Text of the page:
Should you buy a home or keep renting? It’s a big decision. It’s also not a decision to be made lightly, especially in landscapes as intense as the current real estate market. If you’ve been debating between renting vs. buying a home, keep reading. We’ve outlined the pros and cons of each choice and the important factors that you need to weigh before you make your decision and move forward.
What Are the Pros and Cons of Renting vs. Buying a House
Since there’s no easy answer to whether it makes more sense to own your own home or to rent, the decision becomes a personal one. Like any financial decision, there are pros and cons to both buying and renting property. We’ve outlined them below to help make your decision a little easier.
Pros & Cons of Renting
✔️ The Pros of Renting:
- Fewer upfront costs: Security deposits are typically much cheaper than down payments and closing costs.
- Fewer ongoing costs: You don’t have to worry about property taxes, insurance, or upkeep costs.
- Fewer worries about the property: Your landlord takes care of any maintenance issues.
- Added flexibility: If you want, you can move easily at the end of your lease.
❌ The Cons of Renting:
- Housing costs can change: Your landlord can decide to raise the rent.
- Housing availability can change: Your landlord can decide to sell the property at any time.
- No tax benefits: Homeowners get the benefit of additional tax deductions that aren’t available to renters.
- Less freedom to customize: Homeowners can change their property however they see fit. Renters do not have that option.
Pros & Cons of Buying
✔️ The Pros of Buying
- May build equity: You can leverage the equity in your home to build your net worth over time. You can also borrow against your home equity with a home equity loan or HELOC.
- Possible tax benefits: You may be able to take advantage of additional tax deductions to help offset the costs of owning your own home.
- More freedom to customize: You can customize or change your home however you see fit.
❌ The Cons of Buying
- Additional costs and responsibilities: You’re responsible for the maintenance and upkeep of your home, plus any costs associated with that.
- Less flexibility: If you want to move, you’ll have to go through the process of selling your home first.
- Home values could decrease: If the value of your home decreases, you could lose money on your purchase. You may also be left owing more money than your home is worth.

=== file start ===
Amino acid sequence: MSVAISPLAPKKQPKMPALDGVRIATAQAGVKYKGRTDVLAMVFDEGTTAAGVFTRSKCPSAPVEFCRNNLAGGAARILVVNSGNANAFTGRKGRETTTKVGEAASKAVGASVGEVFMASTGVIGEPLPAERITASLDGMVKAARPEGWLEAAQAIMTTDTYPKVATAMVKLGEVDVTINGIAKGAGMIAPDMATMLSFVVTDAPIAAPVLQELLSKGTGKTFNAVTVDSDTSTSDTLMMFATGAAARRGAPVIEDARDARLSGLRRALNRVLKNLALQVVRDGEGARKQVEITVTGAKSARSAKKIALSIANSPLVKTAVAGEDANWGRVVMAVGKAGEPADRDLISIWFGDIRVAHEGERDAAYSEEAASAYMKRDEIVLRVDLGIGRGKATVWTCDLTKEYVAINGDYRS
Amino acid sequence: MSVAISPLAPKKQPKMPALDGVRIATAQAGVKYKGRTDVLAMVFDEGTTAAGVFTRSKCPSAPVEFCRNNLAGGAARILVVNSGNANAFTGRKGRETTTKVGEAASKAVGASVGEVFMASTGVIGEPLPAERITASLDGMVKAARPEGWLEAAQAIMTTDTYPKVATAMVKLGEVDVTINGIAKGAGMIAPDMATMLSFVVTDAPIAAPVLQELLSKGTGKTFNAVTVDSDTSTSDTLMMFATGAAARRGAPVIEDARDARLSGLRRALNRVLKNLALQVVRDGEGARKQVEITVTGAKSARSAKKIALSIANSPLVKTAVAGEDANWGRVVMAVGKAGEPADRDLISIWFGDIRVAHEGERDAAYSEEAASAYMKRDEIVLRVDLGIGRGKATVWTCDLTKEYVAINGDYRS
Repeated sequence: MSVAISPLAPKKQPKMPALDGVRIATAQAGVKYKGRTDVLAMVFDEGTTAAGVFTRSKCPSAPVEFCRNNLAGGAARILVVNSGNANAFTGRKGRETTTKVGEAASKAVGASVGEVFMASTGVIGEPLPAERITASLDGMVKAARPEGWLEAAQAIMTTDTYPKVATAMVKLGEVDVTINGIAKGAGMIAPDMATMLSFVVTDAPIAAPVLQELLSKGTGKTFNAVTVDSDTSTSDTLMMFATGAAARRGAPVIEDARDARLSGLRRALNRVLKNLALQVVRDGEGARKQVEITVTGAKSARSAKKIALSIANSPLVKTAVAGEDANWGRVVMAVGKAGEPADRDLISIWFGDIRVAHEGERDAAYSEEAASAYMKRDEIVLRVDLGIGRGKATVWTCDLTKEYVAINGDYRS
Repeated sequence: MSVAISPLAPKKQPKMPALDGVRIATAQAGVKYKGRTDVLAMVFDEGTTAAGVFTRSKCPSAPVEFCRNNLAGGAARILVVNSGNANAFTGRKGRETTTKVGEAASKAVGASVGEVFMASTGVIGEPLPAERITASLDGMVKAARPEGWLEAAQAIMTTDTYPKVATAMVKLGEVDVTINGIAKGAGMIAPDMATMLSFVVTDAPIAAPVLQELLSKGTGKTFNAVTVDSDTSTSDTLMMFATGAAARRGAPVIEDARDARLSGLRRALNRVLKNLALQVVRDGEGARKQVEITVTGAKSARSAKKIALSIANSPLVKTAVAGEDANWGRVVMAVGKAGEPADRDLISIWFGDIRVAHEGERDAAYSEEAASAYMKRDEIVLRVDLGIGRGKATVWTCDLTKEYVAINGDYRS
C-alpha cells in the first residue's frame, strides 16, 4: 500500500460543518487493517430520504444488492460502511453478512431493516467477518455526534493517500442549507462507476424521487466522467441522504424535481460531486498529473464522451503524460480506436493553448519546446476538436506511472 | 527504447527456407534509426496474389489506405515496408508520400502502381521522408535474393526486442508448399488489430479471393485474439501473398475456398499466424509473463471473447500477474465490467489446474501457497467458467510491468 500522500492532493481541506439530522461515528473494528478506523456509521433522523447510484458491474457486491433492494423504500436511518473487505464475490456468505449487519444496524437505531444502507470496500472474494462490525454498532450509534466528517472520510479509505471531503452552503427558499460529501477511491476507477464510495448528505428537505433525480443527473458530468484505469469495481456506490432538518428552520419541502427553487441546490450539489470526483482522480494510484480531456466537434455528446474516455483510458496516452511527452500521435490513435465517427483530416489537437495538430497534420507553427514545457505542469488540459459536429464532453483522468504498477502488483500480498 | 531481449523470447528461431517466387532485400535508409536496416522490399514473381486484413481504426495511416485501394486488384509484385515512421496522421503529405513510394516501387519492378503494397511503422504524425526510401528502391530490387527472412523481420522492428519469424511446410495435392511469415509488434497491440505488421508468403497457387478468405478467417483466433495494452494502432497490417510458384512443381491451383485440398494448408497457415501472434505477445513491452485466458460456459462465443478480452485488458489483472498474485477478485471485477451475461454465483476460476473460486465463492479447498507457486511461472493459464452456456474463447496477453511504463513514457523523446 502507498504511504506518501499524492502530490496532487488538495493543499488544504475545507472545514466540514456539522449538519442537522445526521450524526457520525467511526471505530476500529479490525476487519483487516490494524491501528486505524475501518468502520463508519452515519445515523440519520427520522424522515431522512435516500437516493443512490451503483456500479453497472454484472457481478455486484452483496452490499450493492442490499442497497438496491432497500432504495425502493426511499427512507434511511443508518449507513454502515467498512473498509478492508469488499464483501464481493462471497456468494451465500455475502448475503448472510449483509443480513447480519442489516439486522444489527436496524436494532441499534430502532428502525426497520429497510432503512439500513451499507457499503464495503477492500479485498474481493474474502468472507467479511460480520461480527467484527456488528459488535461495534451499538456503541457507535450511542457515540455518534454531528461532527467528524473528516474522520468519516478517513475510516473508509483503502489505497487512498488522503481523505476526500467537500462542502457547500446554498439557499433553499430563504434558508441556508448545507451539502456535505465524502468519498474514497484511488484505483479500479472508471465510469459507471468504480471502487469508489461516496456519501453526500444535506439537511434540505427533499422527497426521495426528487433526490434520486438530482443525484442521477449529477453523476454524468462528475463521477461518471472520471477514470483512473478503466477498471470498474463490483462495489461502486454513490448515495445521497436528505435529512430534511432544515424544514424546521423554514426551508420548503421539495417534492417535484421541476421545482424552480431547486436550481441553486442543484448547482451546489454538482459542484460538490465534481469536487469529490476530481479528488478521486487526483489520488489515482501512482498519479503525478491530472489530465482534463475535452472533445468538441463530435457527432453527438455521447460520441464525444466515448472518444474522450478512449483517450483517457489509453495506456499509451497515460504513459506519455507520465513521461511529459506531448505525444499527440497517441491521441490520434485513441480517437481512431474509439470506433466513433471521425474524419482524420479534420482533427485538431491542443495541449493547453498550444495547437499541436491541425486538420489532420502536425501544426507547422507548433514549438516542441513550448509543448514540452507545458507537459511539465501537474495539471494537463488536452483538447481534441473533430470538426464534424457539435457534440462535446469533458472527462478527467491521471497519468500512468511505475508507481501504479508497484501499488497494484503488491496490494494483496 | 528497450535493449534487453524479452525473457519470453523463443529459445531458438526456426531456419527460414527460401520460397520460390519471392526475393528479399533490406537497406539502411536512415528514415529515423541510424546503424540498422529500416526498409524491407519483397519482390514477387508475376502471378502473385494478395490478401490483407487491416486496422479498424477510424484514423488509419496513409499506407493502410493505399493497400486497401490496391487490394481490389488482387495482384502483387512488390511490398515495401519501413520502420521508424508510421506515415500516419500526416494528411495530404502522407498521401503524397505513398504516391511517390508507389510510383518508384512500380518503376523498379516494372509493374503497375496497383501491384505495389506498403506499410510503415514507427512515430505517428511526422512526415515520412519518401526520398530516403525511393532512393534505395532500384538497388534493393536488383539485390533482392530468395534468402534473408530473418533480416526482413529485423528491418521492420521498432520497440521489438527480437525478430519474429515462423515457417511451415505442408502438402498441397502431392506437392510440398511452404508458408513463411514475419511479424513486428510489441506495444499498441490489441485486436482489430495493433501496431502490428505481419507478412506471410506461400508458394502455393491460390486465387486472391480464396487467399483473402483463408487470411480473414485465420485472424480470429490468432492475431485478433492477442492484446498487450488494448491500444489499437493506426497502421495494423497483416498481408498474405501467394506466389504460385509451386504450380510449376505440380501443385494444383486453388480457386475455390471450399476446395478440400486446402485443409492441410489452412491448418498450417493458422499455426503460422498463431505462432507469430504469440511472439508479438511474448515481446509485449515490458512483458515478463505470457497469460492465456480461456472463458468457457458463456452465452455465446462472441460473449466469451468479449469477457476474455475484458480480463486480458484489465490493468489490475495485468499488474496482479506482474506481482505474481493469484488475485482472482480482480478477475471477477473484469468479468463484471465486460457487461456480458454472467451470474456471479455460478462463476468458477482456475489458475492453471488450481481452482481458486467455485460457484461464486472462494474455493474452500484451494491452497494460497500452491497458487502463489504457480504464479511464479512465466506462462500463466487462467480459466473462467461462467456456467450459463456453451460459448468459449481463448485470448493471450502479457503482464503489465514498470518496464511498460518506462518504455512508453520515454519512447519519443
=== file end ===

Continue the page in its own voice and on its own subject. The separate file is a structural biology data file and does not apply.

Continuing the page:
- You’ll be in debt. A mortgage is the largest debt most people will ever take on. If you lose a job or see your income reduced you may have serious difficulty paying it.
Is Now a Good Time to Buy a House? 5 Factors to Consider
Now that you know more about the pros and cons of renting vs. buying home, it’s time to think about whether or not now is a good time to buy a house.
In this case, it’s a good idea to look at both broader economic trends as well as your personal financial situation. With that in mind, below are five key factors to consider as you’re making your decision.
1. Inventory Levels
Inventory levels describe the number of available homes on the market. Currently, inventory levels are still at historic lows nationwide, although they’re showing signs of growing numbers.
Generally, when inventory is low, the competition for available homes can be fairly fierce. In this case, all of the buyers in the market often find themselves competing for the same low number of available homes, especially in high-demand markets. Bidding wars and offering over the asking price are more common in this type of environment.
On the other hand, when inventory is high, buyers tend to have the upper hand. Since there are more available properties than interested buyers, homes tend to sit on the market longer and sellers are more willing to negotiate just to get their home under contract.
2. Home Price Changes
Home price levels are an additional indicator to consider when deciding whether it’s the right time to buy. Home prices have been trending up for several years. However, that may not necessarily always be the case and it can depend on the unique market conditions where you live.
Obviously, home price dictates how much house you can afford, but it also plays a role in how quickly you’ll be able to recoup your investment. Keep in mind that real estate tends to appreciate over time, which is what makes it such a good long-term asset.
However, if you’re only planning on staying in your home for a short period of time, it can be hard to ensure that your home will appreciate enough for you to get back the money invested upfront, especially if you originally bought at a time when prices were escalated.
If the value of your home drops soon after you buy it, you may find yourself underwater on your mortgage, owing more than the home is worth. This can limit your options. You may have to add money to the deal if you want to sell the home. This happened to many new homeowners after the 2008 real estate crash.
As of August 2022, average home prices are beginning to fall, but they are falling from record high levels and are still very high by historical standards. That’s a factor to consider.
3. Current Interest Rates